Last modified: 2015-11-20 by ivan sache
Keywords: gines |
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Flag of Gines - Image after the Símbolos de Sevilla website, 29 October 2015
The municipality of Gines (13,299 inhabitants in 2013; 2,800 ha; municipal website), is located 10 km south-west of Seville. The traditional economy of Gines is based on agriculture: 10% of the wine of Aljarafe is produced in Gines; there is also a significant production of olive for oil and of figs. The ancient olive mills have disappeared and have been replaced by the modern factory La Española.
In Historia General de España (1850-1867), Lafuente claims that Gines was known as Vergelium Julii Genitores in the Roman times. Serrano Ortega (Guía de los monumentos históricos y artísticos de los pueblos de la provincia de Sevilla, 1911) says that Gines was known as Abgena during the Roman rule, Genis Levit during the Muslim rule, and was renamed Camero by Alfonso X the Wise. Gines is mentioned as Genis Cevid in the Repartimiento de Sevilla (1253), with an area of c. 2.81 sq. km, 30,000 olive trees and 50,000 fig trees. The name of Gines can be read in a document dated 1412, kept in the municipal archives in Seville. The name is confirmed by Diego Ortíz de Zúñiga (Annales ecclesiasticos y seculares de la ciudad de Sevilla..., 1677).
King Henry II granted in 1370 the domain of Gines to Fernán Sánchez de Tovar, Admiral of Castile. The domain was transfered in 1370 to Diego Ló:pez de Zúñiga, who transfered it in 1412 to his daughter, Leonor de Zúñiga, when she married Alfonso Pérez de Guzmán, lord of Ayamonte. During the 16th century, the Guzmán fought against the Council of Seville for the jurisdiction on Gines. The town was granted a civil and criminal jurisdiction on 20 May 1532. From 1699 to 1734, the lord of Gines was Alejo Manrique de Guzmán Pacheco y Zúñiga, Count of Fontanal. He often stayed in Gines and is remembered for his good administration and his active contribution to the life and festivals in the town. One of the last lords of Gines was portrayed by Francisco de Goya (1746-1828); the painting, captioned "El Sr. Don Manuel Osorio Manrique de Zúñiga, Sr. de Gines. Nació en Abril a 2 de 1784" (Lord ..., Lord of Gines, born on 2 April 1784), can be seen in the Metropolitan Museum of New York.
The main monument of Gines is the church of the Virgin of Bethlehem, originally built in mudéjar style, characterized by the use of Muslim techniques and decorative elements. The church was revamped in the Spanish Renaissance style at the end of the 18th century. The church is famous for a rococo altarpiece, made by Francisco Díaz in 1764, and for the holy image of the Virgin of Bethlehem. A painting depicting St. Catherine's funeral, made by members of the workshop of Francisco de Zurbarán (1598-1664).
Other remains of the late 18th century in Gines are the haciendas (farms), which were originally mixed with manors in the historical downtown. Those farms were used for the transformation of the traditional products of agriculture (olives and figs). The six main farms in Gines were the Hacienda de la Concepción, Hacienda del Marqués de Torrenueva, Hacienda de Santa Rosalía, Hacienda de la Merced, Hacienda del Santo Ángel and Hacienda de Torregines.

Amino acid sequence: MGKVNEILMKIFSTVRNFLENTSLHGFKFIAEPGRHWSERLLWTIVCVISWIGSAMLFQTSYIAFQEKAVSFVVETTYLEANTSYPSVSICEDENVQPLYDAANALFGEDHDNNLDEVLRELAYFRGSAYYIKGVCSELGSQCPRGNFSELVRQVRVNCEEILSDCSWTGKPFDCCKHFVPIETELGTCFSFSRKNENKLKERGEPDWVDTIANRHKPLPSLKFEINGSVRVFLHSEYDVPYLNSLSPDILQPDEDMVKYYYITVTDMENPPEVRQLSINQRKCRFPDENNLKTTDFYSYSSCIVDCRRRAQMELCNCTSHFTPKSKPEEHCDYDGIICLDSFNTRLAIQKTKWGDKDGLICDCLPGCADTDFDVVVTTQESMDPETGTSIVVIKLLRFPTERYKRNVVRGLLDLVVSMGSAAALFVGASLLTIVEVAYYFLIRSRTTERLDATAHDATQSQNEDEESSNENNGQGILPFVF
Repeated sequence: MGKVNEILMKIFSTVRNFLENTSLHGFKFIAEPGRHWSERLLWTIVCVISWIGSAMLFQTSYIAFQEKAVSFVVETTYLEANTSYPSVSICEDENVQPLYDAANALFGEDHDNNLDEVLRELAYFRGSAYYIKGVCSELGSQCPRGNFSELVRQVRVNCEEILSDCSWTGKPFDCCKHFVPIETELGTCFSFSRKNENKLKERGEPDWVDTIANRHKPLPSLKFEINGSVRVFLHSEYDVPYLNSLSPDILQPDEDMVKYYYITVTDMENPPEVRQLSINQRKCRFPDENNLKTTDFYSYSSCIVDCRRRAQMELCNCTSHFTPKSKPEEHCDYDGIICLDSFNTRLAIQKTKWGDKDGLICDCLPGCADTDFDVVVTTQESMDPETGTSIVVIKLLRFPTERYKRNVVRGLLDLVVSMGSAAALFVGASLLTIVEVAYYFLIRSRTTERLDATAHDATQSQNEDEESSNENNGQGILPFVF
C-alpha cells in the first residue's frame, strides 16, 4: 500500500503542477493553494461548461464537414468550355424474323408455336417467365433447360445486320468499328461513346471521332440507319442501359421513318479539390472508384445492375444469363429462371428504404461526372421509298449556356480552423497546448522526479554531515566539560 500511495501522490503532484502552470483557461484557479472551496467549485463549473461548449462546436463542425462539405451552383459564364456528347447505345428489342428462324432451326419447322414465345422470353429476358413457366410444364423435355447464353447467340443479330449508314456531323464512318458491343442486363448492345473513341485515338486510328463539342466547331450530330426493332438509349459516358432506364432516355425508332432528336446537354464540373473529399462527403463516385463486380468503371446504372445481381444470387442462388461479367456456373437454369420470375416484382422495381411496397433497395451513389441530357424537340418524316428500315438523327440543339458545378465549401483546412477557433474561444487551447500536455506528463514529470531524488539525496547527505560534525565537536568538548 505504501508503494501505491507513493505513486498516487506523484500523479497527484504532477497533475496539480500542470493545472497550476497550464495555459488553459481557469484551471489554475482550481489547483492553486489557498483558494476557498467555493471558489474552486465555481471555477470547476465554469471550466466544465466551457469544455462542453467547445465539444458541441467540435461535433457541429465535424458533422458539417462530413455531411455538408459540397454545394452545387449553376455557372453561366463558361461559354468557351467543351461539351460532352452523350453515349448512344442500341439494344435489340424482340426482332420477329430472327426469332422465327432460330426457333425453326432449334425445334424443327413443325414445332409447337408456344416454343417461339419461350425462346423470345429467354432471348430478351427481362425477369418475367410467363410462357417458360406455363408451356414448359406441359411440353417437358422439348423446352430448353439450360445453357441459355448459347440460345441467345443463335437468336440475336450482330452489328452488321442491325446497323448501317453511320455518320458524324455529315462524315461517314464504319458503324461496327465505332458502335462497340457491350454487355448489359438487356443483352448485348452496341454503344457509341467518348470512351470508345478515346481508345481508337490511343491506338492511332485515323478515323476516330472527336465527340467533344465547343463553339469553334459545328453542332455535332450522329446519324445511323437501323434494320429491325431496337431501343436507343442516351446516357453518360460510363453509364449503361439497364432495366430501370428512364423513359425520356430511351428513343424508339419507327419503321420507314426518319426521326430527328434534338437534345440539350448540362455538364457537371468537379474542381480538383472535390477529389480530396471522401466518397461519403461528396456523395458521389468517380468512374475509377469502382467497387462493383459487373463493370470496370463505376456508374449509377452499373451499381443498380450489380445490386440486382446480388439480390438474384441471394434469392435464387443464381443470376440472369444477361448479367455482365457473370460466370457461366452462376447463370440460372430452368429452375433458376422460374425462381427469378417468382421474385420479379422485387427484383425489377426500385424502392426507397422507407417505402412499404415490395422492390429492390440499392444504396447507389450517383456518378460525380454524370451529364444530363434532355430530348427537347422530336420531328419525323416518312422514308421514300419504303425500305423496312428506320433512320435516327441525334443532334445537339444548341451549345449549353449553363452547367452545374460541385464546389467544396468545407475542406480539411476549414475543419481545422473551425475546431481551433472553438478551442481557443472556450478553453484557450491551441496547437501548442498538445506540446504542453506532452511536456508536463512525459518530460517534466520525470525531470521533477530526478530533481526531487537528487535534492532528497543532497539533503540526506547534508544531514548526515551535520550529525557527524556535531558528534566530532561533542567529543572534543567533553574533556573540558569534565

Ivan Sache, 30 July 2009
The flag of Gines (photo, photo, photo, , photo), adopted on 23 June 2004 by the Municipal Council and submitted on 24 June 2004 to the Directorate General of the Local Administration, is prescribed by a Decree adopted on 23 July 2004 by the Directorate General of the Local Administration and published on 9 August 2004 in the official gazette of Andalusia, No. 155, p. 17,703 (text).
The flag is described as follows:
Flag: Rectangular flag, made of three equal horizontal stripes with proportions 1/4, 1/2 and 1/4, flag blue the upper, golden yellow the middle, and flag blue the lower. In the horizontal stripe at left the coat of arms of the place in full colours.
The flag was officially hoisted for the first time on 4 July 2004. It is considered as the "daughter" of the Spanish flag. Blue represents the sky over the town while yellow represents its fertile soil and old grain fields.
The coat of arms of Gines, validated by the Royal Academy of History, is prescribed by Royal Decree No. 3,213, adopted on 12 November 1982 and published on 26 November 1982 in the Spanish official gazette, No. 284, p. 32,593 (text). This was confirmed by a Decree adopted on 30 November 2004 by the Directorate General of the Local Administration and published on 20 December 2004 in the official gazette of Andalusia, No. 246, pp. 28,986-29,002 (text).
The coat of arms is described as follows:
Coat of arms: Per pale, 1. Azure two cauldrons or with snake's heads vert, a bordure argent charged with four cauldrons sable, 2. Vert a mill tower argent. The shield surmounted by a Royal crown closed.
The Royal Academy of History validated the proposed coat of arms, requiring the replacement of the Marquis' coronet, representing the Marquis of Ayamonte, by a Royal crown closed, of easier graphical design and the common denominator of all local coat of arms in the Kingdom of Spain. The proposed arms are supported by a documented study. They feature the arms of the former lords, from the Guzmán lineage (Ayamonte). The mill tower, although modern, is quite representative of the local skyline.
[Boletín de la Real Academia de la Historia 1983, 180, 2: 413]
Ivan Sache, 29 October 2015